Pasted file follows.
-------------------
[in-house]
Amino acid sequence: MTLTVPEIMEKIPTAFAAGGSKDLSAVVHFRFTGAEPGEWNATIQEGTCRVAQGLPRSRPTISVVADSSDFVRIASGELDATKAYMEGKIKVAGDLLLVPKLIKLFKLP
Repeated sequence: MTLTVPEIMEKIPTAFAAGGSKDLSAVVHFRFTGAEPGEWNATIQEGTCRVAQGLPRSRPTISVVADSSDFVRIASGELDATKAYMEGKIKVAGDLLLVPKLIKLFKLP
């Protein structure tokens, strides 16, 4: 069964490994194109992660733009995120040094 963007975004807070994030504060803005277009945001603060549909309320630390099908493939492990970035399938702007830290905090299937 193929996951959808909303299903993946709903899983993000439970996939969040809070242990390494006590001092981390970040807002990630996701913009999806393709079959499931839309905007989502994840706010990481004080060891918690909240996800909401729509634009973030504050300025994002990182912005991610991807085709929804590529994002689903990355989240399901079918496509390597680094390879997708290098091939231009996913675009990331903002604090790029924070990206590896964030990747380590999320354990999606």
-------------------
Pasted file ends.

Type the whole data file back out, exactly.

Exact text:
[in-house]
Amino acid sequence: MTLTVPEIMEKIPTAFAAGGSKDLSAVVHFRFTGAEPGEWNATIQEGTCRVAQGLPRSRPTISVVADSSDFVRIASGELDATKAYMEGKIKVAGDLLLVPKLIKLFKLP
Repeated sequence: MTLTVPEIMEKIPTAFAAGGSKDLSAVVHFRFTGAEPGEWNATIQEGTCRVAQGLPRSRPTISVVADSSDFVRIASGELDATKAYMEGKIKVAGDLLLVPKLIKLFKLP
């Protein structure tokens, strides 16, 4: 069964490994194109992660733009995120040094 963007975004807070994030504060803005277009945001603060549909309320630390099908493939492990970035399938702007830290905090299937 193929996951959808909303299903993946709903899983993000439970996939969040809070242990390494006590001092981390970040807002990630996701913009999806393709079959499931839309905007989502994840706010990481004080060891918690909240996800909401729509634009973030504050300025994002990182912005991610991807085709929804590529994002689903990355989240399901079918496509390597680094390879997708290098091939231009996913675009990331903002604090790029924070990206590896964030990747380590999320354990999606």